In Grand Scheme of Things, Your Hard Work, Diligence, Found to Mean Squat
London, England ( – In an unprecedented study, British and American researchers have concluded that despite what you’ve been told at work, you really don’t make a difference and are not remotely integral to your company’s success.
“In our research, we found that you’ve been encouraged to believe that your hard work and contributions are substantial, and that you are a significant member of the team. But what we discovered is that in your particular case, there’s no way,” said Neil Romsby of the London School of Economics.

One of your colleagues

In the study, jointly conducted by the LSE and Stanford University’s Business School, researchers interviewed your superiors and colleagues, and uncovered a variety of slogans meant to boost your sense of worth, such as “Our employees are our greatest asset,” and, “Our value is in our employees.”
“We’re not necessarily saying these platitudes are all lies,” said Stanford economics professor Harold Bloom. “We’re just saying they have nothing to do with you.”
“That may seem sad,” Bloom noted, “but it’s actually rather funny because your situation is quite obvious to everyone else.”
Romsby added that it’s also ironic. “When you tell your boss he is doing a good job, you know you are lying, but when your boss tells you the same thing, you actually believe it. That’s priceless.”
Romsby cautions you, however, not to assume you are simply a meaningless number to your company. “No, that’s not a fair analogy,” he said, “because numbers are actually quite meaningful to your company. Unlike you.”
Researchers concede the study may be difficult to accept – even though your colleagues insist it shouldn’t really be a surprise – but suggest you begin by substituting the word meaningless for important whenever your boss or colleagues speak to you. For example: “Diane, this is a really meaningless project and I think you can make some meaningless contributions as a meaningless member of the team.” Once you feel comfortable with that, Bloom added, substitute the word “shitty” for “meaningless,” and you’ll have a pretty good sense of where you stand.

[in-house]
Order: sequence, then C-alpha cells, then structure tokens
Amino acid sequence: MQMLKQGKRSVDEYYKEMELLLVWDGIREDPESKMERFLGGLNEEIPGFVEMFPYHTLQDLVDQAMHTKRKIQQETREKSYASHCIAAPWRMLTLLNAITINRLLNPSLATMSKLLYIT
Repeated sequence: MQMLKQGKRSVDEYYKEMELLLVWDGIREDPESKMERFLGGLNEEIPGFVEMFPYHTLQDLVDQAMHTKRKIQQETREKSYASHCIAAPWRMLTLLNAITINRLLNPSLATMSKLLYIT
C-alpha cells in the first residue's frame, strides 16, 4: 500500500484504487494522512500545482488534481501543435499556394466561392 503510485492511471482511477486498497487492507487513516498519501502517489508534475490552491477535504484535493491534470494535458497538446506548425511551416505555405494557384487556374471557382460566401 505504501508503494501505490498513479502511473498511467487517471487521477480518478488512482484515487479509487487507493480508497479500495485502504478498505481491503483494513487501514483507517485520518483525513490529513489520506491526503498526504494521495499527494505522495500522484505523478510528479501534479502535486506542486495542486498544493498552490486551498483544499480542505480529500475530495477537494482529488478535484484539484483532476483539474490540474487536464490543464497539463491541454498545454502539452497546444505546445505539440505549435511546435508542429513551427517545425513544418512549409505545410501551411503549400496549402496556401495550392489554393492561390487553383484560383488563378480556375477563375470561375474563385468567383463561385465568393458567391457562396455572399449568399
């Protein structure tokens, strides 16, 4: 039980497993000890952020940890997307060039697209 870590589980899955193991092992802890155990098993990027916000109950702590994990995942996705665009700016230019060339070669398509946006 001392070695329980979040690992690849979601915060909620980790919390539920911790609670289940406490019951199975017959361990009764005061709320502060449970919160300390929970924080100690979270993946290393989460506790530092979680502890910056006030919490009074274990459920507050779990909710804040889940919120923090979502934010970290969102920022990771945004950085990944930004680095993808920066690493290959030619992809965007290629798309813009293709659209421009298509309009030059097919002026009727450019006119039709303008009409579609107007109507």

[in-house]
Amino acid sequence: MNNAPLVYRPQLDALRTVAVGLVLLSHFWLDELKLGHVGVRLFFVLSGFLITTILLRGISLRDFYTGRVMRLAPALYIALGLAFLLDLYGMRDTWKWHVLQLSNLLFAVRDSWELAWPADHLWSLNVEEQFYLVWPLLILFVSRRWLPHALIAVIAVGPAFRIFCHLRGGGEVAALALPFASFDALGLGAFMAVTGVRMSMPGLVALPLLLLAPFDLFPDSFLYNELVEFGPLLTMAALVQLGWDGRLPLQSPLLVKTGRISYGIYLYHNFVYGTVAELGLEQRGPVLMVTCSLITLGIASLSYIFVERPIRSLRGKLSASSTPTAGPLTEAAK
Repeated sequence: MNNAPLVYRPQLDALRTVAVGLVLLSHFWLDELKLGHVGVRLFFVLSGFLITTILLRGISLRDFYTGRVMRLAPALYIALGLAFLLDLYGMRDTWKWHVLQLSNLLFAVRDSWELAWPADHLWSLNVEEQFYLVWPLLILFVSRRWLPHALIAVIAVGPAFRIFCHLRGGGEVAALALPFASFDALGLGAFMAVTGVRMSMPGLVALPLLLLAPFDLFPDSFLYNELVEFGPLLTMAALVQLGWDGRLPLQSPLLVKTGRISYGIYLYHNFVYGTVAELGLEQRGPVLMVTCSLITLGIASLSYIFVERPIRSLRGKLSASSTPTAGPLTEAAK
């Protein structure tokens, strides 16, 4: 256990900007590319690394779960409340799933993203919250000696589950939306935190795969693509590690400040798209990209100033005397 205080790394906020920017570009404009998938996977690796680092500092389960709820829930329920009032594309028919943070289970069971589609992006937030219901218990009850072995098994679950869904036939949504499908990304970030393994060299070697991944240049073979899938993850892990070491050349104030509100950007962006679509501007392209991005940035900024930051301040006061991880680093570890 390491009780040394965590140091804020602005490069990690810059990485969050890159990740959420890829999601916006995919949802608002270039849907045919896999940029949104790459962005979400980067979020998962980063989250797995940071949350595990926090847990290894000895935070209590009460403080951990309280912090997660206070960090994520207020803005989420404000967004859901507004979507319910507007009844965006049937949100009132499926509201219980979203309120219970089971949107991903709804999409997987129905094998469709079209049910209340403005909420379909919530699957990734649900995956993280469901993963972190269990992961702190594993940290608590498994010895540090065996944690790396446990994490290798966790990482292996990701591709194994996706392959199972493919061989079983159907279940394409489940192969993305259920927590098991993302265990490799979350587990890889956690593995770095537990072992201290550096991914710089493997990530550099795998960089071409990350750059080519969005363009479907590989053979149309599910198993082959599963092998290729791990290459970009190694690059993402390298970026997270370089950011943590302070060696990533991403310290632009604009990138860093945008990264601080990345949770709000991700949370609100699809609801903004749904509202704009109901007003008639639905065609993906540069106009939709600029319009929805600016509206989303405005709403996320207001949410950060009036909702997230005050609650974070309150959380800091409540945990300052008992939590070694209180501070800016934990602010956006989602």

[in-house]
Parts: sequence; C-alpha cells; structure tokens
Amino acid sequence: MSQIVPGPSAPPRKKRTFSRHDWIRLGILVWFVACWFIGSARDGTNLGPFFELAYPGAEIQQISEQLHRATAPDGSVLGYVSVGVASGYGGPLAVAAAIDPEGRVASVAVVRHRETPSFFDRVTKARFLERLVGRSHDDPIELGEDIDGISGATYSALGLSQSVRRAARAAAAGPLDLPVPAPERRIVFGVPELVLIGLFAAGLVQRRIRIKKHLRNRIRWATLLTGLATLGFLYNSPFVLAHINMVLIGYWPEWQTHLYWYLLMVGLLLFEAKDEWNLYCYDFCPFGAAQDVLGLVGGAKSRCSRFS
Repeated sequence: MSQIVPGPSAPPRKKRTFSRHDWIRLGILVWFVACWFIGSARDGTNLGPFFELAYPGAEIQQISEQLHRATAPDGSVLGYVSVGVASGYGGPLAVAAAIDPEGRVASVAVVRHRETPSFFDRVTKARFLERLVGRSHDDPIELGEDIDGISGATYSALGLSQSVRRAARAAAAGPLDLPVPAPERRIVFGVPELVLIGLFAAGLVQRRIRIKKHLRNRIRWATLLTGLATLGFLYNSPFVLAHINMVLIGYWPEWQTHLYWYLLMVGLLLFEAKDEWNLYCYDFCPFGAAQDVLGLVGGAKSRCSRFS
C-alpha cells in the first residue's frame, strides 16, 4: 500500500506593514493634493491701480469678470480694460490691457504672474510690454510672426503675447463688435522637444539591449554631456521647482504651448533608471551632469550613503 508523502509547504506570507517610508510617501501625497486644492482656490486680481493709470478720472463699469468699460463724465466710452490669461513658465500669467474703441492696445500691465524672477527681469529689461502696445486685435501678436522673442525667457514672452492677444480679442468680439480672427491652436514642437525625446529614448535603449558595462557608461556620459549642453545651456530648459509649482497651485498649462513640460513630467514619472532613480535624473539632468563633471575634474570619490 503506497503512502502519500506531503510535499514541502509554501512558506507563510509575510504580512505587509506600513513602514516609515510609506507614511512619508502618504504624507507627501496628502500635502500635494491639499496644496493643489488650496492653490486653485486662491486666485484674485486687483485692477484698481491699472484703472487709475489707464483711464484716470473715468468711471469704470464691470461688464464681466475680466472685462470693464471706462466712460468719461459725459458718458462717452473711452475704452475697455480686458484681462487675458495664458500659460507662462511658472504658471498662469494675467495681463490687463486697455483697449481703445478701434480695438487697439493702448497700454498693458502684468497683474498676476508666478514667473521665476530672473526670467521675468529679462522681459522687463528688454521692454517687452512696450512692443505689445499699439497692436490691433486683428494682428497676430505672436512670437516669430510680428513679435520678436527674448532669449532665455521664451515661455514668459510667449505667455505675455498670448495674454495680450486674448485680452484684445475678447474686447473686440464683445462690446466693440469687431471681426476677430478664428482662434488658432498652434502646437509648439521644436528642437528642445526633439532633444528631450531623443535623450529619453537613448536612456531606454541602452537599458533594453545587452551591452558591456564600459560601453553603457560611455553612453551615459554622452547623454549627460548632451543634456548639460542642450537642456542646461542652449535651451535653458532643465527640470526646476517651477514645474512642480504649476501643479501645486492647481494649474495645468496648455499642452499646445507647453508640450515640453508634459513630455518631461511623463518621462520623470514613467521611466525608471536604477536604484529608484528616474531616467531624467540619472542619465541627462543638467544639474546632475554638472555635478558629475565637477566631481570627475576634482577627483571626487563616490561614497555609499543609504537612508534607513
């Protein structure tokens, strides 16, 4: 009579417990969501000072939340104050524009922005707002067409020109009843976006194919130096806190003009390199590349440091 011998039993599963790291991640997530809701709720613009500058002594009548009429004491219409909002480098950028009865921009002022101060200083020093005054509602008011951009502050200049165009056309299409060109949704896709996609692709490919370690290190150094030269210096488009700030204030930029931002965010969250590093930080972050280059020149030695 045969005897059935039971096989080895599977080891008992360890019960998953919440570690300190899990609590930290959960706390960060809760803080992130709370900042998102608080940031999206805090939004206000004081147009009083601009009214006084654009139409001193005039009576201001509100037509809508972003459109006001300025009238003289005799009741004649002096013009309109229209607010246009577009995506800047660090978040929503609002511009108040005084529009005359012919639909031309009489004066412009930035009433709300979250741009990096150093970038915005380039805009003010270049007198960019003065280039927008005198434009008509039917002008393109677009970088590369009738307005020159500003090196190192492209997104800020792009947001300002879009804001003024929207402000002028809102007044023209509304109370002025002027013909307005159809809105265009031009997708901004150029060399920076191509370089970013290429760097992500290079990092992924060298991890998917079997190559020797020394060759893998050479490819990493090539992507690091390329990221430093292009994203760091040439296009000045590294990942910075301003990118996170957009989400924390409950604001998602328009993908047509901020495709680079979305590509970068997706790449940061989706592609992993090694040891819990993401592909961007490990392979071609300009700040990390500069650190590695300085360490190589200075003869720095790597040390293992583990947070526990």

In another finding, researchers also learned that contrary to your company’s public relations claims, your company is not really “creating the future” or “improving people’s lives.” This, Romsby explained, is actually good news for you.
“By failing to make a difference at a place that also doesn’t make a difference, at least you’re not really hurting anybody,” he said.
In other research findings:
¤ When your company says “Great companies are made by great employees,” they aren’t talking about you.
¤ When your company insists that “Each employee makes a special contribution,” that’s not you either, unless you consider having your head up your ass half the day as “special.”
¤ When your company discusses its relatively low turnover rate, it wouldn’t mind if it went up another point, if you catch our empirical drift.
¤ Your deep-seated fear of being revealed as a fraud who doesn’t really deserve the job you have is unfounded. Everybody knows.
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